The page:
This appears to be an excellent contract for the Pirates.
At $8.7 million per annum, the dollars are well less than what many predicted Nova would receive in a weak free agent market for pitching, where Nova was regarded as one of the better arms available.
MLB Trade Rumors predicted a four-year, $52 million deal for Nova earlier this offseason.
The FanGraphs crowd-sourced prediction averaged three years, $43 million pact.
The Pirates’ deal with Nova, of course, comes in well below that.
With a Win Above Replacement thought to be valued somewhere around $8M on the open market, the Pirates are basically paying Nova to be what he’s been during his a career: a back-of-the rotation starter.
In his six full MLB seasons, Nova has averaged 1.4 WAR per season.
But as we saw in the second half last season, Nova, of course, has upside. After coming over from the bandboxes of the AL East to pitcher-friendly PNC Park – Nova spent the first six-plus years of his MLB career with the Yankees – Nova was much more aggressive attacking the strike zone and credited the change to his new environment.
You can understand why he was more comfortable …
HR Park Factors last season
1. Yankee Stadium, 1.435
2. Coors Field, 1.321
3. Chase Field, 1.282
22. PNC Park, 0.837
After arriving in Pittsburgh, Nova’s rate of first-pitch strikes and pitches in the strike zone spiked. Nova’s rate of two-seam fastballs was also at a career high in 2016.
If Nova indeed Happed then the Pirates will have just agreed to a tremendous contract. And maybe a switch of environments was that important for Nova. It was pretty important for A.J. Burnett, Mark Melancon and Liriano (Liriano, at first, anyways).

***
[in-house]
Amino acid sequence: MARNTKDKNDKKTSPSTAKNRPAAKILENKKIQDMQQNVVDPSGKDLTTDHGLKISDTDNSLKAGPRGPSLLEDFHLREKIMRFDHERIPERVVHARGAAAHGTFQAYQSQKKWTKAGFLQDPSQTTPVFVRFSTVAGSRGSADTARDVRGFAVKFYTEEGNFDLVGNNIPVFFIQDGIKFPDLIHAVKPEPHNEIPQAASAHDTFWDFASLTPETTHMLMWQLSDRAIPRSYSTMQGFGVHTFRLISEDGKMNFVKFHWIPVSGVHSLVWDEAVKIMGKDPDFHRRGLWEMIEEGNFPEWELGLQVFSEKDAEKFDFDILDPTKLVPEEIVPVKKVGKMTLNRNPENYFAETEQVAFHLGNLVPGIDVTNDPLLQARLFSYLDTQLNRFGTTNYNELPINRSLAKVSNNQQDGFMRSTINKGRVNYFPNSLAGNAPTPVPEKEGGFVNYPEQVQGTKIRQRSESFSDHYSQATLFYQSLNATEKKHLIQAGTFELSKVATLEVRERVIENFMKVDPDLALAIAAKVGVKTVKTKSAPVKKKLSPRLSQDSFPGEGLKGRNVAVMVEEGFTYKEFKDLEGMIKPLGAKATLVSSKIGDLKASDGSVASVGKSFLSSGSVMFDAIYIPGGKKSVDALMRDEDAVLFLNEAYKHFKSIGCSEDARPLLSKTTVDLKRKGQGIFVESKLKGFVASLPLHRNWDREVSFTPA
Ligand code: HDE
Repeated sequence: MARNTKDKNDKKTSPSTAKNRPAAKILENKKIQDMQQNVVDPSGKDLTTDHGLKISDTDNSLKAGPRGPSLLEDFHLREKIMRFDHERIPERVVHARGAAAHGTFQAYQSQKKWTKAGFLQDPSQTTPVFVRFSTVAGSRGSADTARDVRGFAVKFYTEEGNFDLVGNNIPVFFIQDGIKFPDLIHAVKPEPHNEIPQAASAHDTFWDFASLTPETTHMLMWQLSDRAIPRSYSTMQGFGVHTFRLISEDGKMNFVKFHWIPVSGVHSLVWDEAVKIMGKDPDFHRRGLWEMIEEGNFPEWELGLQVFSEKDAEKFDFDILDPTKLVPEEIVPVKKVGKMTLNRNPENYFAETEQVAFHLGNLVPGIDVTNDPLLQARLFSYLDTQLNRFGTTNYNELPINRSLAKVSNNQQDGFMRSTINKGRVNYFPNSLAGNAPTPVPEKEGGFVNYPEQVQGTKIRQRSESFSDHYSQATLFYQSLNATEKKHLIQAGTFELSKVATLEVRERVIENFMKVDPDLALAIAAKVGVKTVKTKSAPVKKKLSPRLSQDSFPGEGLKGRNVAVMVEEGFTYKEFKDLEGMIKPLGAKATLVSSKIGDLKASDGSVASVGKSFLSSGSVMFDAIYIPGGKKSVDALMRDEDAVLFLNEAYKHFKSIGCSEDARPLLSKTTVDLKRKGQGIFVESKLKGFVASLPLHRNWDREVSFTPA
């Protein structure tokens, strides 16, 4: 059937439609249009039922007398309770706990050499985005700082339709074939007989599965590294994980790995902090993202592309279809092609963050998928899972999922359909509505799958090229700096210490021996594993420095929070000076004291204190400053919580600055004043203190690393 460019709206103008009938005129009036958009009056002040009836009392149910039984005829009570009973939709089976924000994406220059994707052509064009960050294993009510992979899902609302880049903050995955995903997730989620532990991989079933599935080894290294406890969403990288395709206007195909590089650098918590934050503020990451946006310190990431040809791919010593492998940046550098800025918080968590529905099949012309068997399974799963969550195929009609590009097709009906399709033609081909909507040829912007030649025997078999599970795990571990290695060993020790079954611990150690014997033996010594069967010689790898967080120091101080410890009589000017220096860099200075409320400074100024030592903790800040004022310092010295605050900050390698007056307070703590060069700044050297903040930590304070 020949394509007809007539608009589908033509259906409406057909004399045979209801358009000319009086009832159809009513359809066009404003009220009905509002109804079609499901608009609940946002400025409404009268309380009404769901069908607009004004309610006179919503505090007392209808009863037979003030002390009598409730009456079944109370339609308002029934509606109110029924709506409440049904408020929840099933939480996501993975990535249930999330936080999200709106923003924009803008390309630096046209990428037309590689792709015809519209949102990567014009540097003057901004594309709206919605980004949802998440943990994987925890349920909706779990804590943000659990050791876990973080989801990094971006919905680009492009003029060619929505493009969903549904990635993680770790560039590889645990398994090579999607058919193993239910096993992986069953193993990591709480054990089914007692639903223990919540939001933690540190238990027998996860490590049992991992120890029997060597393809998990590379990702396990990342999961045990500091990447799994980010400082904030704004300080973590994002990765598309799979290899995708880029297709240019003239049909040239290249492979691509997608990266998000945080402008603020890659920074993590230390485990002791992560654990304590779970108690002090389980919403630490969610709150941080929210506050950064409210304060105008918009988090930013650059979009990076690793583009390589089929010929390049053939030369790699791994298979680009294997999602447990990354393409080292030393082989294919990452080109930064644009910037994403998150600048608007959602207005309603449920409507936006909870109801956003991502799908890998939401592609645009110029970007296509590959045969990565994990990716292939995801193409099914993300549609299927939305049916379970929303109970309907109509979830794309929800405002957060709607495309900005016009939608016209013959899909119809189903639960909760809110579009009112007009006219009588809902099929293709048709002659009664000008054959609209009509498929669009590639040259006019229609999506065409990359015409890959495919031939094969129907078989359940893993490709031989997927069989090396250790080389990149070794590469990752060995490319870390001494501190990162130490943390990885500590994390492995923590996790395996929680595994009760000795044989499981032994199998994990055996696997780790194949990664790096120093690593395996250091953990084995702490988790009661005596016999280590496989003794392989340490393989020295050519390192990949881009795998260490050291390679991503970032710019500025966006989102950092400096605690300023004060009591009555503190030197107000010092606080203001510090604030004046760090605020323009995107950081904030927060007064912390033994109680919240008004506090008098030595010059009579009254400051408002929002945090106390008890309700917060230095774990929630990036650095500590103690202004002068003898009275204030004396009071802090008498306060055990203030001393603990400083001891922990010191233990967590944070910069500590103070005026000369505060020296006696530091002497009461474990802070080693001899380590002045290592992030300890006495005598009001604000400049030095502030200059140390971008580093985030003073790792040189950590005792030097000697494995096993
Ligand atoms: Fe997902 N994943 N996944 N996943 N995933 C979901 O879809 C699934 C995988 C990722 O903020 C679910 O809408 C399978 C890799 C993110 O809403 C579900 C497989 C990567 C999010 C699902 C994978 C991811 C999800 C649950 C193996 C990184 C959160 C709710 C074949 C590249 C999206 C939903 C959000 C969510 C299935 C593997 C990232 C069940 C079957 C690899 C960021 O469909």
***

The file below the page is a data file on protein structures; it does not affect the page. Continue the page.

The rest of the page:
Moreover, this makes the Francisco Liriano trade/salary dump look better as Daniel Hudson and Nova will nearly combine to earn what Liriano will be paid in 2017.
So that financial flexibility appears to have been put to use after all. And while I suspect Liriano to bounce back to a degree in the AL, I think most reasonable people would rather have Hudson and Nova for 2017.
So why did Nova accept what appears to be a club-friendly deal?
Perhaps he was being honest all along. He said he wanted to stay after starting the final game of the season. Maybe Nova just really wanted to pitch in Pittsburgh. His agent claimed to have a three-year, $36 million deal on the table. Or maybe the rest of the industry was skeptical, and remember Nova was essentially a giveaway at the deadline. There is reason to be skeptical. But there’s not a lot of obvious downside to this deal. The Pirates are paying Nova to perform like he’s a No. 4 or No. 5 starter, not like something more. And he could very well be something more.
Whatever the reason, he’s back. And the Pirates might not be done:
Now wouldn’t that be a rotation? Acquiring Quintana would require some sort of combination of at least two of these four names – Josh Bell, Austin Meadows, Mitch Keller and Tyler Glasnow – one would think.
AS FOR THE DAY’S OTHER TRANSACTION …
For me, personally, it is a bittersweet day as I announce I will soon log off here with the Trib.
I am departing next month to begin a full-time writing position with FanGraphs, which has been cited often and heavily here during my four seasons covering the Pirates.
While I am excited about this opportunity to cover all of Major League Baseball and join a team of writers and editors I hold immense respect and regard for, the departure is accompanied by some sadness and nostalgia.
The Trib was a good home.
The last 3 1/2 years – or four seasons of baseball coverage – were the most rewarding and educational period of my professional career. I had the good timing of arriving in the spring of 2013 just as the Pirates awoke from a 20-year competitive slumber. I had the good fortune of the Pirates beginning to do some smart and interesting things, and I was able to document some of them. I wrote as well and worked as hard as I could to inform readers, and reward the opportunity given to me by former Trib editors Frank Craig and Duke Maas, and sports editor Kevin Smith.
Working on Sunday enterprise stories with former Trib assistant sports editor Rob Amen and the design team was a blast. I will miss the daily camaraderie of the beat . My fellow scribes made the press box and road trips a lot of fun.